2019 Recognition Report approved

The German cabinet has approved the report of the Federal Ministry of Education and Research (BMBF) on the Recognition Act. The report consolidates the findings of the BIBB Recognition Monitoring Project. Almost 280,000 applications have so far been made for the recognition of foreign professional qualifications.

2019 Recognition Report approved

Federal Minister of Education and Research Anja Karliczek explained:

“We are making progress with professional recognition. I am pleased about this as it makes a valuable contribution to attracting skilled workers from abroad. The recognition procedure ensures transparency and quality in the immigration of skilled workers, and greater permeability in the labour market. Since the Recognition Act entered into force in 2012, around 280,000 applications have been submitted for recognition and for certificate assessment. The Recognition Act demonstrates the value we attach to qualifications acquired abroad. As a location for business innovation, Germany is reliant on foreign skilled workers. People are exercising their rights to a recognition procedure—and often with success: Over the past year, around half of foreign vocational qualifications were recognised as fully equivalent when compared with the “comparable occupation” in Germany.

Over recent years, the Federal Government has made ongoing improvements to the general conditions for recognition. We want to continue on this path. We shall further develop the central information platform ‘Recognition in Germany’ and also extend financial support through the recognition grant. For skilled workers abroad interested in coming to Germany, we are creating a central point of contact—the Central Service Centre for Vocational Recognition. Together with the federal states, we aim to make the recognition procedure even more transparent and faster.

The new recognition report shows that the vocational recognition procedure is improving career options. With full recognition, salary rises by an average of €860 per month. Because recognition pays off, interest from applicants is understandably high. It also ensures quality in terms of skilled immigration. This means that the Recognition Act ensures a win-win situation in the truest sense”.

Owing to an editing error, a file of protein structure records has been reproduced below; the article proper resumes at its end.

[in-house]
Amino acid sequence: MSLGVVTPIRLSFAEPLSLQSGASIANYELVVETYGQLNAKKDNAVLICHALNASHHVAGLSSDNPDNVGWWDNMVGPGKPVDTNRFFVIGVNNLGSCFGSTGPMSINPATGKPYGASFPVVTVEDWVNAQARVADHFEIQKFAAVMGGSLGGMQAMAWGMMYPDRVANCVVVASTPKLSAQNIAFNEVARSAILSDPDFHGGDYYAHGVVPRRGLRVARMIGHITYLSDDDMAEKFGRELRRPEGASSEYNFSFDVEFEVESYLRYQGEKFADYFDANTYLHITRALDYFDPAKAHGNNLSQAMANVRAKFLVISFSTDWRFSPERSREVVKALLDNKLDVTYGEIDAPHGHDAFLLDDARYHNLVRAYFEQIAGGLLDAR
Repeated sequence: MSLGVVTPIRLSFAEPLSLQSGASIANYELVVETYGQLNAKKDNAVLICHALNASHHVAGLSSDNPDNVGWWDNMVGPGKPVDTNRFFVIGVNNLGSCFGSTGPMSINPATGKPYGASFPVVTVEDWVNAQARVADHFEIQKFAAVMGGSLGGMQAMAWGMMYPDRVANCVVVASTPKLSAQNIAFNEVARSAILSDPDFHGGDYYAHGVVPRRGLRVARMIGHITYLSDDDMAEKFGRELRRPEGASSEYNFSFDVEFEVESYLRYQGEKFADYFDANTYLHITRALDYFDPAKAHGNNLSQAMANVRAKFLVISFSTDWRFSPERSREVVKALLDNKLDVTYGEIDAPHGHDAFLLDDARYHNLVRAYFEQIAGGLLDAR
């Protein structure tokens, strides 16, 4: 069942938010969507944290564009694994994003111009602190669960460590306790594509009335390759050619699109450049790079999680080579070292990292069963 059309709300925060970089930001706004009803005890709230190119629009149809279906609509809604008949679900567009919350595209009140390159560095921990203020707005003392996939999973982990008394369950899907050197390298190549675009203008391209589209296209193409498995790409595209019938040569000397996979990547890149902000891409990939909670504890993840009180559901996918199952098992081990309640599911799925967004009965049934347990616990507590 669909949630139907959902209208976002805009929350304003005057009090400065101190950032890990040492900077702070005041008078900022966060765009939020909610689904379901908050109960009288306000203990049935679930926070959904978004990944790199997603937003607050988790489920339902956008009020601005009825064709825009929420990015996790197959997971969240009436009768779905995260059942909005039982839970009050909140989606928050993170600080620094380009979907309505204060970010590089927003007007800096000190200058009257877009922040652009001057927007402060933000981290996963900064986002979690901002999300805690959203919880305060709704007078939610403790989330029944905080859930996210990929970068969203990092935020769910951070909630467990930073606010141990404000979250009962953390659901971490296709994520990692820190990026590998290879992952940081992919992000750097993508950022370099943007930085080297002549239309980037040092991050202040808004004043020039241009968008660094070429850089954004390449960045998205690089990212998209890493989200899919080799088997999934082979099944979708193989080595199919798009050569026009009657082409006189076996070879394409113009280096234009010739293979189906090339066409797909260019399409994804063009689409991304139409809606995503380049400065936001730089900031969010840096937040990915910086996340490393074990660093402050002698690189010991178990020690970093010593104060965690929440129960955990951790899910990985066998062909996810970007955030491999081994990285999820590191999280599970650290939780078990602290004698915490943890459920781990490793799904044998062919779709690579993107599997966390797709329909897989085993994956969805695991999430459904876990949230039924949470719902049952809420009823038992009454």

The 2019 Report on Recognition is the result of the statutory monitoring of the Recognition Act. This is conducted by the Federal Institute for Vocational Education and Training (BIBB) on behalf of the Federal Ministry of Education and Research (BMBF). The Report on Recognition provides information about the latest developments concerning recognition in Germany.

The recognition procedure checks whether a foreign vocational qualification is equivalent to the respective German reference occupation. From 2012 to 2018, official statistics recorded a total of around 140,700 applications for recognition of occupations regulated at federal level alone, this included approximately three-quarters in the regulated sector (in particular general nurse and medical practitioner) and one quarter in the non-regulated sector. In 2018, around 29,200 equivalence checks were applied for in occupations which fall under federal competence (an increase of 16.8% compared to the previous year).

In 52.5% of completed procedures in occupations regulated at federal level, notification of full equivalence was issued in 2018. No equivalence was the outcome of only 2.3 percent of procedures. More than two thirds (69.4 percent) of applications submitted in 2018 related to a professional or vocational qualification acquired in a third country. The main states here were Syria (3,177 applications), Bosnia and Herzegovina (2,880 applications) and Serbia (2,472 applications).

The expected rise in demand for professional recognition from skilled workers from third countries will pose a particular source of new challenges for the competent bodies. This will make the issue of having sufficient human resources to process applications even more important in future. Questions as to how knowledge can be shared even better and how necessary cooperation agreements and networking can be further deepened within the scope of the recognition procedure will also take on greater significance.

(Source: Translation of the BMBF press release of 11.12.2019)